He presented Himself to them, living after He suffered, with many convincing proofs. For 40 days the “many proofs” had to do with seeing, touching, hearten, eating and drinking. That was the proofs and signs that Jesus was with them. Some 2,000 years later, it’s still pretty much the same. Sure, it’s not seeing Jesus directly face to face. (Not yet anyway, but more on that in just a bit.) Nevertheless,


Jesus is here through hearing. Remember, Jesus continues to teach, we hear Him teaching, through “preaching and His Word.” Cherishing the 3rd Commandment is actually important for being able to hear Jesus. He is present with our “teaching them to cherish all that I’ve commanded you. I am with you always.”

We believe in “one holy Christian and apostolic Church.” In preaching and teaching, the ministers proclaim Jesus when they “preach in His name repentance for the forgiveness of sins.” When such preaching is taking place, it’s a sure sign Jesus is here! (Wherever something else is preached, Jesus is not there.)

It’s not just hearing. It’s touching along with hearing. Water along with Words. In that baptizing Jesus is here. Baptism, like preaching, is “for the forgiveness of sins,” as Peter says. Jesus is with us in our baptizing. “Baptizing all nations…I am with you always.” (Mt 28)

He’s also here in eating and drinking. He is “known to us”, present for us “in the breaking of the bread.” (Lk 24) Like it was with the Emmaus disciples. He is present in a very specific way: the bread and wine are His body and blood, which He accomplishes by His almighty power through the blessing of His Word. If there’s His Word, bread and wine, that’s sure sign—Jesus is present to bring us His body and blood “under the bread and wine,” as the Catechism says.

We don’t look at the wants and desires of our hearts (false gods). We don’t look at other signs in creation or life or circumstance for God’s presence or blessing (empty expectations doomed to fail). All such things are unbelief. True faith lives from Jesus’ Word and His Promises. Jesus, “living after His suffering,” makes and delivers these in “preaching and His Word,” His Baptism, and His Holy Supper.


(1. Yeah!: Jesus’ here-ness is “until the end of the earth.”)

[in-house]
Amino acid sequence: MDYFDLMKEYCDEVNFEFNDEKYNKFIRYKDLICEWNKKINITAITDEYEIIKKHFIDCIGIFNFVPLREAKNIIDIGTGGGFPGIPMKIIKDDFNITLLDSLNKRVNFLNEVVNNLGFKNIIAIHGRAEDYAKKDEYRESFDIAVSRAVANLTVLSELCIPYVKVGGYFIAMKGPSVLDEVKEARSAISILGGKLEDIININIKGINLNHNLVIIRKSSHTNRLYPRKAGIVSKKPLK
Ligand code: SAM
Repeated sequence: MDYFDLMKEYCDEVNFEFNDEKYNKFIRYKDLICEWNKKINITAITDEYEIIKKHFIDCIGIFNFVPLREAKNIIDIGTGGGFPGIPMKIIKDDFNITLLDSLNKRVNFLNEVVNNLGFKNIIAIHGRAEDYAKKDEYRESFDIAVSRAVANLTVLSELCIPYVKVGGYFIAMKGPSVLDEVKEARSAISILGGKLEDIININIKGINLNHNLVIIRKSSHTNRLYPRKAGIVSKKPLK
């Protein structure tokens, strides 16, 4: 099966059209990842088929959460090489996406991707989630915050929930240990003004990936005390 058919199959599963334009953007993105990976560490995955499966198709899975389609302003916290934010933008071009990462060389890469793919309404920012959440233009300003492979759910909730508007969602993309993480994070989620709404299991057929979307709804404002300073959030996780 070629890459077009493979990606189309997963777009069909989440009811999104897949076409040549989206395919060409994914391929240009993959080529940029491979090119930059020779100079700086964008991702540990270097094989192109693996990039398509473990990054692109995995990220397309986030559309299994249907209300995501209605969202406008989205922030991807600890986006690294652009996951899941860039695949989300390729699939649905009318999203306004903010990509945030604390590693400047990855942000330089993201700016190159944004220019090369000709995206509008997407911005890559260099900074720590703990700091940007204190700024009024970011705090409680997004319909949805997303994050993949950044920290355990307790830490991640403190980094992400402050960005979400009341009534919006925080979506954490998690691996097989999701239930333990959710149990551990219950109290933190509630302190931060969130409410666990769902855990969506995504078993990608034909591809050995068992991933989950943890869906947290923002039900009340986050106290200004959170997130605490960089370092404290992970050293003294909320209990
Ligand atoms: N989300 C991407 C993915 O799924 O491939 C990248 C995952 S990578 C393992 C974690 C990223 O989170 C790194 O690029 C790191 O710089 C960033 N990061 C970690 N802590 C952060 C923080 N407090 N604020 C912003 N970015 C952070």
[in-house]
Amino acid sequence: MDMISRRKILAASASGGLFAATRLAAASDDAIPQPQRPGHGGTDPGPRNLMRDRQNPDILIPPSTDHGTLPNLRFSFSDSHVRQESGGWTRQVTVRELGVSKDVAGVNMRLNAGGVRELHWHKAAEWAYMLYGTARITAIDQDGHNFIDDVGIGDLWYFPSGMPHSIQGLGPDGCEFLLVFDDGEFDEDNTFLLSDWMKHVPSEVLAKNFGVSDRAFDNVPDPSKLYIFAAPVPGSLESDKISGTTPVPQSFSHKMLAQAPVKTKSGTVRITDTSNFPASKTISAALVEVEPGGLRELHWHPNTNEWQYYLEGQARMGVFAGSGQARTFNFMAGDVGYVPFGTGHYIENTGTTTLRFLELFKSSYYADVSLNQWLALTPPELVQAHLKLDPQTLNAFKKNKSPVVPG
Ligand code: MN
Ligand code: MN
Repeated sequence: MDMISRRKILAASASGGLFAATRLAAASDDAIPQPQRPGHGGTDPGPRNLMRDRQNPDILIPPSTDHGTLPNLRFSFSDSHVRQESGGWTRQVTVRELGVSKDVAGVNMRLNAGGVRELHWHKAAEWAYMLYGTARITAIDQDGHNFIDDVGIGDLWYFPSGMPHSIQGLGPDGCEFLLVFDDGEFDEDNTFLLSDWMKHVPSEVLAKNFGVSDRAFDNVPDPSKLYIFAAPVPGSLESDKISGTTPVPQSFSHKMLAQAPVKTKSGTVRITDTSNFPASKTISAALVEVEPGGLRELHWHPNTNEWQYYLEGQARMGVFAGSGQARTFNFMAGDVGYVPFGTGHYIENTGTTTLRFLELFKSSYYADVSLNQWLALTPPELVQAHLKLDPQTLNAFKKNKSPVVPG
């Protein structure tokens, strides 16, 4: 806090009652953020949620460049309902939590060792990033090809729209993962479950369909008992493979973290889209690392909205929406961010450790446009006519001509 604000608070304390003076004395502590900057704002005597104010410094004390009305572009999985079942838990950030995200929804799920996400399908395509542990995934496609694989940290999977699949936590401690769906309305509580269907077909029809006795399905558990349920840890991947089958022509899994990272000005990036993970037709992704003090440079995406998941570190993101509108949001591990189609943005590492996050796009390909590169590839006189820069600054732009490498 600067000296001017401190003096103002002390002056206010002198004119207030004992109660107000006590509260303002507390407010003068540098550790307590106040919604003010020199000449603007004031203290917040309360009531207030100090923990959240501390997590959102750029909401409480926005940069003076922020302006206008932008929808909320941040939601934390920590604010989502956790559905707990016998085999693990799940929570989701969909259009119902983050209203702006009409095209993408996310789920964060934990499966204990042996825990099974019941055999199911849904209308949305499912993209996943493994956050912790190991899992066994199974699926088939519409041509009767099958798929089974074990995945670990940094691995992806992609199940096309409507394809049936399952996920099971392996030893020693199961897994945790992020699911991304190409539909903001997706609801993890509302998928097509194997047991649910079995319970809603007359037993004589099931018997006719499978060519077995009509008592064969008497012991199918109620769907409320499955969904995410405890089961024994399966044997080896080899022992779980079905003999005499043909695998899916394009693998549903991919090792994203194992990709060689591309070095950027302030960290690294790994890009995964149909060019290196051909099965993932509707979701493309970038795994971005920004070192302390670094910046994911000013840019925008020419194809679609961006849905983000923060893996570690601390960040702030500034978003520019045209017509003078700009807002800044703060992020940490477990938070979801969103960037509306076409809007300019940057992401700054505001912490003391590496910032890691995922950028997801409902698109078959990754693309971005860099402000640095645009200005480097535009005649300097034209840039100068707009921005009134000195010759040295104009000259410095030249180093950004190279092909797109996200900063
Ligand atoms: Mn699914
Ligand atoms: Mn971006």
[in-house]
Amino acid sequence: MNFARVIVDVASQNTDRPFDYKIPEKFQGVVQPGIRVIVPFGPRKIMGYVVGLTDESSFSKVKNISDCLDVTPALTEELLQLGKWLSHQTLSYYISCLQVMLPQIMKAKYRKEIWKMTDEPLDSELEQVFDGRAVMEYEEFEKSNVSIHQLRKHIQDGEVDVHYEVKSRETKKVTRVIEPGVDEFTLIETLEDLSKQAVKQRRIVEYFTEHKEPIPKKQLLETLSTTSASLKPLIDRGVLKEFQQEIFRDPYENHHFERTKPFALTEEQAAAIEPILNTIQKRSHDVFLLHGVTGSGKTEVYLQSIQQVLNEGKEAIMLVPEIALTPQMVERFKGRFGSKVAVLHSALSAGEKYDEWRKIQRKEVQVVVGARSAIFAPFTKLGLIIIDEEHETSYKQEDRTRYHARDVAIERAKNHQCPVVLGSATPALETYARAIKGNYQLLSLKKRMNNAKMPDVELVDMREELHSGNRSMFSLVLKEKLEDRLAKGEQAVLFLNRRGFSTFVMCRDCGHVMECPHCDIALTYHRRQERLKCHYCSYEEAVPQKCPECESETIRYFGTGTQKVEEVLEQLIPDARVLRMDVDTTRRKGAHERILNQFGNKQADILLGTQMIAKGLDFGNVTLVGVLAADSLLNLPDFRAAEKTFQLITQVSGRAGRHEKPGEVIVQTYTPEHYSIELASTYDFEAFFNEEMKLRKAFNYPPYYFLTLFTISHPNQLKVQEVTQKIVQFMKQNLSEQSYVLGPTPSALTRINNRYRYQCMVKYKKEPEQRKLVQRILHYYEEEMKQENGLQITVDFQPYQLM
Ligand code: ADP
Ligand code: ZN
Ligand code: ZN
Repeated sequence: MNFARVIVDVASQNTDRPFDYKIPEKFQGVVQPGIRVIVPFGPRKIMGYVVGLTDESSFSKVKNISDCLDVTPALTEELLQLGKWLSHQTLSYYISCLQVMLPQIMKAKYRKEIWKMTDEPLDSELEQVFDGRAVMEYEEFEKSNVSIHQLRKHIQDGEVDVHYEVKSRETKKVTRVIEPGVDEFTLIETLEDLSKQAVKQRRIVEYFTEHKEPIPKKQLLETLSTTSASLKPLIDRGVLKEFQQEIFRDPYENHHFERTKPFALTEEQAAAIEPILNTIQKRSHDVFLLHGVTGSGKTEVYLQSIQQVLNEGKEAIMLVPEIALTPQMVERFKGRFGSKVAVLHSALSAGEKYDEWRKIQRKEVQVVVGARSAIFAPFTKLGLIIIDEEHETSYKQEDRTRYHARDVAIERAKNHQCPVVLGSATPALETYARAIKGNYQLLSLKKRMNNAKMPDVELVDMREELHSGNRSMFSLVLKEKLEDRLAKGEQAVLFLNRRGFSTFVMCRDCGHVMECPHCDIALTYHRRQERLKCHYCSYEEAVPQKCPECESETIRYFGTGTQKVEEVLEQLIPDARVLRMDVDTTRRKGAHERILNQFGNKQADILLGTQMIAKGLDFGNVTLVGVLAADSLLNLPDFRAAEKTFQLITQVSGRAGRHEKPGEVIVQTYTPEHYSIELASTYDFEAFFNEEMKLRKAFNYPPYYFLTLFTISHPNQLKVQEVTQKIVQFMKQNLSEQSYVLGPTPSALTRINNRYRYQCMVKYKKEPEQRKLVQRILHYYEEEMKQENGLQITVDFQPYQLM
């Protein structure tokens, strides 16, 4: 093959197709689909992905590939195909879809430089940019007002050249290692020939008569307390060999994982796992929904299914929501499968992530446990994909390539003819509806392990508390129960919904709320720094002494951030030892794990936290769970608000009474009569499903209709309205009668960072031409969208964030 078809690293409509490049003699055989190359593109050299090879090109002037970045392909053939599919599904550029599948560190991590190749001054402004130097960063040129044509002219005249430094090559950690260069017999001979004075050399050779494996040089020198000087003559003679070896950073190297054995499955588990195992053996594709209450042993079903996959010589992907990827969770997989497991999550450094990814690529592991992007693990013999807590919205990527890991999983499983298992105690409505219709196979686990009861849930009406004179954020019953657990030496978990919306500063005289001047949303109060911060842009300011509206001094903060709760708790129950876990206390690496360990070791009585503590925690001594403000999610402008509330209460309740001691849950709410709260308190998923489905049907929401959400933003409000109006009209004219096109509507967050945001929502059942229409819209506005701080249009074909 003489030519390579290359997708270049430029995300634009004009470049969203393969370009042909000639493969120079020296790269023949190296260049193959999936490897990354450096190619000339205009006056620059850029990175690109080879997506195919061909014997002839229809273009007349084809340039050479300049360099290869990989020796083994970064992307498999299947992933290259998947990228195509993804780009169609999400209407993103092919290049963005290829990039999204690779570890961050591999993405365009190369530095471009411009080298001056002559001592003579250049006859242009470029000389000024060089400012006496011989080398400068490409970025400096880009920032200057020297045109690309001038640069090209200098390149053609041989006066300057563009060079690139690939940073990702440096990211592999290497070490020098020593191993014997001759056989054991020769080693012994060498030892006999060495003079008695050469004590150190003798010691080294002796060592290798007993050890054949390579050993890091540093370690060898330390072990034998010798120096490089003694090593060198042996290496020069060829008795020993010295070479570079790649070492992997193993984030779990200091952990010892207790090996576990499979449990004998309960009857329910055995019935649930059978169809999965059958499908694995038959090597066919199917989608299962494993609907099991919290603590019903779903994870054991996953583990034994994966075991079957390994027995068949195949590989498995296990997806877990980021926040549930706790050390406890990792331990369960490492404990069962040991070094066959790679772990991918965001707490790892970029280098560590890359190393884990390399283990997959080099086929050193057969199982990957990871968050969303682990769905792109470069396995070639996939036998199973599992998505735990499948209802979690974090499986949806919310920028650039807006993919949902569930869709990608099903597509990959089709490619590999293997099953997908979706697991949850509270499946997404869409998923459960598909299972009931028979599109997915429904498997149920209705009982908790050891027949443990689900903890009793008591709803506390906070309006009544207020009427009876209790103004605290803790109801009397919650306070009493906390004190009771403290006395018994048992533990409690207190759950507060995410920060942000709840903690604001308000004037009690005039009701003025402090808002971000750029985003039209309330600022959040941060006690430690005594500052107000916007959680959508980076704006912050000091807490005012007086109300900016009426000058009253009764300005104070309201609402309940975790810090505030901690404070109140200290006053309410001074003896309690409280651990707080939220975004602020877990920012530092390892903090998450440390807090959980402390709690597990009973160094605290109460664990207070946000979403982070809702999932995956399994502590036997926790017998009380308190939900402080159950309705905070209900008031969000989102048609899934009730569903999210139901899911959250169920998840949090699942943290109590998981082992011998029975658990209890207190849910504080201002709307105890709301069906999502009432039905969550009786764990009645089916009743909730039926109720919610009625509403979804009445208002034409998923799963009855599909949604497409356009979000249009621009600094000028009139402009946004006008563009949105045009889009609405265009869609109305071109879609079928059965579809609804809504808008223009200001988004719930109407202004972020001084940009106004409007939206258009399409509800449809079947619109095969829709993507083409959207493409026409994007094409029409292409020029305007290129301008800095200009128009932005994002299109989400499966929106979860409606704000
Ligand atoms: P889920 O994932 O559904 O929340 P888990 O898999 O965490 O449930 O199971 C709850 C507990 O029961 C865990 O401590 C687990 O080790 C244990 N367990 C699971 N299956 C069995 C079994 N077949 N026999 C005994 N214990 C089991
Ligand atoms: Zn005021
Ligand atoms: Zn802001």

Jesus’ here-ness isn’t a one time thing. He wants it to be a continual, on-going thing for you. He says to His apostles, “you will be my witnesses in Jerusalem and in all Judea and Samaria, and to the end of the earth.” This, of course, is geographical. He wants all nations across the globe to hear of His “repentance and forgiveness,” of His death and resurrection for each, for all, for you.

But’s more than just here, there, and everywhere. His here-ness also endures. It endures “until the end of the earth.” Heaven and earth will indeed pass away, but Jesus’ Words and Promises never pass away. He promises to be here among those who gather to hear His Word and to receive His Sacraments. He promises this as long as time endures.

One day, the last day, “This Jesus, who was taken up from you into heaven, will come in the same way as you saw him go into heaven.” He will come again. His “suffering and on the third day” “living after His suffering” are proof positive He keeps His promises. On that day you will see Him face to face and that way forever.

In the meantime, look! There’s a font for baptizing, a lectern for reading, a pulpit for preaching, behind me a vestry for absolving, and, the biggest thing in the whole building, an altar for giving Jesus’ body and blood to eat and drink for the forgiveness of your sins.


Alleluia! Jesus Christ is risen!
He is risen indeed! Alleluia!

᛭ INI ᛭